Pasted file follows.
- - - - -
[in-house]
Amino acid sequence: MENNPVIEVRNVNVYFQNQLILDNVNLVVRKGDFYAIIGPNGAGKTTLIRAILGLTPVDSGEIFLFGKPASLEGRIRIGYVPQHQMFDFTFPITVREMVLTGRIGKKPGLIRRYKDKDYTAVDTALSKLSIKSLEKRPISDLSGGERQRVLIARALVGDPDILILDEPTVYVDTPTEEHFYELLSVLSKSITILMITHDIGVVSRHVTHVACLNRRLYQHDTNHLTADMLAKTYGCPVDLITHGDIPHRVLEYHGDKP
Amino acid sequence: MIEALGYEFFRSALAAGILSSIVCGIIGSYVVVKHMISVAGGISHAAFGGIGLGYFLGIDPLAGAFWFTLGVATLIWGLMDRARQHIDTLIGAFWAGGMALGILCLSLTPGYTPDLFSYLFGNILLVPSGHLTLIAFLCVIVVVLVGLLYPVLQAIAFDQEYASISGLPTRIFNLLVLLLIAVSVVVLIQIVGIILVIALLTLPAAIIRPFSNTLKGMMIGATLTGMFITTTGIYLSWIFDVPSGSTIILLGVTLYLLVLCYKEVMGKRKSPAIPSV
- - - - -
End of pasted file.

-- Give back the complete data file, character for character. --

[in-house]
Amino acid sequence: MENNPVIEVRNVNVYFQNQLILDNVNLVVRKGDFYAIIGPNGAGKTTLIRAILGLTPVDSGEIFLFGKPASLEGRIRIGYVPQHQMFDFTFPITVREMVLTGRIGKKPGLIRRYKDKDYTAVDTALSKLSIKSLEKRPISDLSGGERQRVLIARALVGDPDILILDEPTVYVDTPTEEHFYELLSVLSKSITILMITHDIGVVSRHVTHVACLNRRLYQHDTNHLTADMLAKTYGCPVDLITHGDIPHRVLEYHGDKP
Amino acid sequence: MIEALGYEFFRSALAAGILSSIVCGIIGSYVVVKHMISVAGGISHAAFGGIGLGYFLGIDPLAGAFWFTLGVATLIWGLMDRARQHIDTLIGAFWAGGMALGILCLSLTPGYTPDLFSYLFGNILLVPSGHLTLIAFLCVIVVVLVGLLYPVLQAIAFDQEYASISGLPTRIFNLLVLLLIAVSVVVLIQIVGIILVIALLTLPAAIIRPFSNTLKGMMIGATLTGMFITTTGIYLSWIFDVPSGSTIILLGVTLYLLVLCYKEVMGKRKSPAIPSV